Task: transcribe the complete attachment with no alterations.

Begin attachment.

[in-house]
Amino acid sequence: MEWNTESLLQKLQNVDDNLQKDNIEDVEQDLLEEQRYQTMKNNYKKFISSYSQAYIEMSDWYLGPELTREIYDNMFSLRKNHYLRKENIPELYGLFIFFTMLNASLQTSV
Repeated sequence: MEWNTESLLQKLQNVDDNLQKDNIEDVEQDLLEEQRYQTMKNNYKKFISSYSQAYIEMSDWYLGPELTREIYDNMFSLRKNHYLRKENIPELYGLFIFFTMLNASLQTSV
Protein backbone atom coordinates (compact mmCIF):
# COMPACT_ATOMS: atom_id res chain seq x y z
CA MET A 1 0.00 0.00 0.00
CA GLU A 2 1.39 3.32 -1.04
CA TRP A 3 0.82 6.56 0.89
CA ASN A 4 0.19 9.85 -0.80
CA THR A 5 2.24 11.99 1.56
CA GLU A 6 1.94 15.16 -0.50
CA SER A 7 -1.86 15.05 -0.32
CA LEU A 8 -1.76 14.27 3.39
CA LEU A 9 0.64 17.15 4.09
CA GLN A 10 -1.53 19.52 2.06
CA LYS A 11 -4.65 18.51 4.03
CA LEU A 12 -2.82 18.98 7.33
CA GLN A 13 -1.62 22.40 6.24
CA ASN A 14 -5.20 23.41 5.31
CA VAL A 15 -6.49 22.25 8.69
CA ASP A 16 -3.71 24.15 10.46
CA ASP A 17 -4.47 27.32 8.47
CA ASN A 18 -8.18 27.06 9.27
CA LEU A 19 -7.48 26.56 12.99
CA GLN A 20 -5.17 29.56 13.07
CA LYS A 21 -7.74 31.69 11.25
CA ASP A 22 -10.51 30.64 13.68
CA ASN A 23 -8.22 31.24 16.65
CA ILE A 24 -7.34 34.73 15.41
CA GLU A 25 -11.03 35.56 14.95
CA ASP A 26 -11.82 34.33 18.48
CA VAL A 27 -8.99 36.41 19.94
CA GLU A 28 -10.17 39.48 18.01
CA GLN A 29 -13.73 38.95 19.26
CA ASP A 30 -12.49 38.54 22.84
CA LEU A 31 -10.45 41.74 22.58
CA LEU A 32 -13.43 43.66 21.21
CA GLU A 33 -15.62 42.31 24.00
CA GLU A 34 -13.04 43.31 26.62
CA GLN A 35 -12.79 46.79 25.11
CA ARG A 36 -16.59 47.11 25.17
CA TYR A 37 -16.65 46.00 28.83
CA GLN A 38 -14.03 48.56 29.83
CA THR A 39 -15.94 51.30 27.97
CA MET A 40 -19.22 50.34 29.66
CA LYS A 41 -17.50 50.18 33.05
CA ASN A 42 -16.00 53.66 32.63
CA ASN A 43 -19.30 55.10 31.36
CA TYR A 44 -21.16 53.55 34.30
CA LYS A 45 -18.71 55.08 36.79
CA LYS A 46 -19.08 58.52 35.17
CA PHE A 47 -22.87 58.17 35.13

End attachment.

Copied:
[in-house]
Amino acid sequence: MEWNTESLLQKLQNVDDNLQKDNIEDVEQDLLEEQRYQTMKNNYKKFISSYSQAYIEMSDWYLGPELTREIYDNMFSLRKNHYLRKENIPELYGLFIFFTMLNASLQTSV
Repeated sequence: MEWNTESLLQKLQNVDDNLQKDNIEDVEQDLLEEQRYQTMKNNYKKFISSYSQAYIEMSDWYLGPELTREIYDNMFSLRKNHYLRKENIPELYGLFIFFTMLNASLQTSV
Protein backbone atom coordinates (compact mmCIF):
# COMPACT_ATOMS: atom_id res chain seq x y z
CA MET A 1 0.00 0.00 0.00
CA GLU A 2 1.39 3.32 -1.04
CA TRP A 3 0.82 6.56 0.89
CA ASN A 4 0.19 9.85 -0.80
CA THR A 5 2.24 11.99 1.56
CA GLU A 6 1.94 15.16 -0.50
CA SER A 7 -1.86 15.05 -0.32
CA LEU A 8 -1.76 14.27 3.39
CA LEU A 9 0.64 17.15 4.09
CA GLN A 10 -1.53 19.52 2.06
CA LYS A 11 -4.65 18.51 4.03
CA LEU A 12 -2.82 18.98 7.33
CA GLN A 13 -1.62 22.40 6.24
CA ASN A 14 -5.20 23.41 5.31
CA VAL A 15 -6.49 22.25 8.69
CA ASP A 16 -3.71 24.15 10.46
CA ASP A 17 -4.47 27.32 8.47
CA ASN A 18 -8.18 27.06 9.27
CA LEU A 19 -7.48 26.56 12.99
CA GLN A 20 -5.17 29.56 13.07
CA LYS A 21 -7.74 31.69 11.25
CA ASP A 22 -10.51 30.64 13.68
CA ASN A 23 -8.22 31.24 16.65
CA ILE A 24 -7.34 34.73 15.41
CA GLU A 25 -11.03 35.56 14.95
CA ASP A 26 -11.82 34.33 18.48
CA VAL A 27 -8.99 36.41 19.94
CA GLU A 28 -10.17 39.48 18.01
CA GLN A 29 -13.73 38.95 19.26
CA ASP A 30 -12.49 38.54 22.84
CA LEU A 31 -10.45 41.74 22.58
CA LEU A 32 -13.43 43.66 21.21
CA GLU A 33 -15.62 42.31 24.00
CA GLU A 34 -13.04 43.31 26.62
CA GLN A 35 -12.79 46.79 25.11
CA ARG A 36 -16.59 47.11 25.17
CA TYR A 37 -16.65 46.00 28.83
CA GLN A 38 -14.03 48.56 29.83
CA THR A 39 -15.94 51.30 27.97
CA MET A 40 -19.22 50.34 29.66
CA LYS A 41 -17.50 50.18 33.05
CA ASN A 42 -16.00 53.66 32.63
CA ASN A 43 -19.30 55.10 31.36
CA TYR A 44 -21.16 53.55 34.30
CA LYS A 45 -18.71 55.08 36.79
CA LYS A 46 -19.08 58.52 35.17
CA PHE A 47 -22.87 58.17 35.13